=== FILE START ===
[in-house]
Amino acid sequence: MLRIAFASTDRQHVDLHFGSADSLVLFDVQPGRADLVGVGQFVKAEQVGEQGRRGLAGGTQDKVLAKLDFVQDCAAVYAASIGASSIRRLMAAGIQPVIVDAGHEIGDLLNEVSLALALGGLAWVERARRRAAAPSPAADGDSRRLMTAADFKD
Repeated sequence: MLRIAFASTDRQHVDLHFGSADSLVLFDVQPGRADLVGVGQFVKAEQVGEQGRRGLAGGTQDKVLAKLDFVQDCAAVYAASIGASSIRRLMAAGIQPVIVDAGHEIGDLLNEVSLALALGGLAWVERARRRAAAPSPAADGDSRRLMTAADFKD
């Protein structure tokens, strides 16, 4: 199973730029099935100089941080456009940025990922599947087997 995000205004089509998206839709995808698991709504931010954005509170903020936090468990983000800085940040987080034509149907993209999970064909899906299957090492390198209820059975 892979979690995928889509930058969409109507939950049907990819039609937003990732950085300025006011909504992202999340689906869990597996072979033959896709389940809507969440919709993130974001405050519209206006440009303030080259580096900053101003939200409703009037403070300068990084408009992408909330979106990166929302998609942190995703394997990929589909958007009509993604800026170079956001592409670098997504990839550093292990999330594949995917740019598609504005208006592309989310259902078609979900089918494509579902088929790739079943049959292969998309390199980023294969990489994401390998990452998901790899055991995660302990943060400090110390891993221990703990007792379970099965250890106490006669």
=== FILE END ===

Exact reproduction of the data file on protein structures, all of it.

[in-house]
Amino acid sequence: MLRIAFASTDRQHVDLHFGSADSLVLFDVQPGRADLVGVGQFVKAEQVGEQGRRGLAGGTQDKVLAKLDFVQDCAAVYAASIGASSIRRLMAAGIQPVIVDAGHEIGDLLNEVSLALALGGLAWVERARRRAAAPSPAADGDSRRLMTAADFKD
Repeated sequence: MLRIAFASTDRQHVDLHFGSADSLVLFDVQPGRADLVGVGQFVKAEQVGEQGRRGLAGGTQDKVLAKLDFVQDCAAVYAASIGASSIRRLMAAGIQPVIVDAGHEIGDLLNEVSLALALGGLAWVERARRRAAAPSPAADGDSRRLMTAADFKD
């Protein structure tokens, strides 16, 4: 199973730029099935100089941080456009940025990922599947087997 995000205004089509998206839709995808698991709504931010954005509170903020936090468990983000800085940040987080034509149907993209999970064909899906299957090492390198209820059975 892979979690995928889509930058969409109507939950049907990819039609937003990732950085300025006011909504992202999340689906869990597996072979033959896709389940809507969440919709993130974001405050519209206006440009303030080259580096900053101003939200409703009037403070300068990084408009992408909330979106990166929302998609942190995703394997990929589909958007009509993604800026170079956001592409670098997504990839550093292990999330594949995917740019598609504005208006592309989310259902078609979900089918494509579902088929790739079943049959292969998309390199980023294969990489994401390998990452998901790899055991995660302990943060400090110390891993221990703990007792379970099965250890106490006669």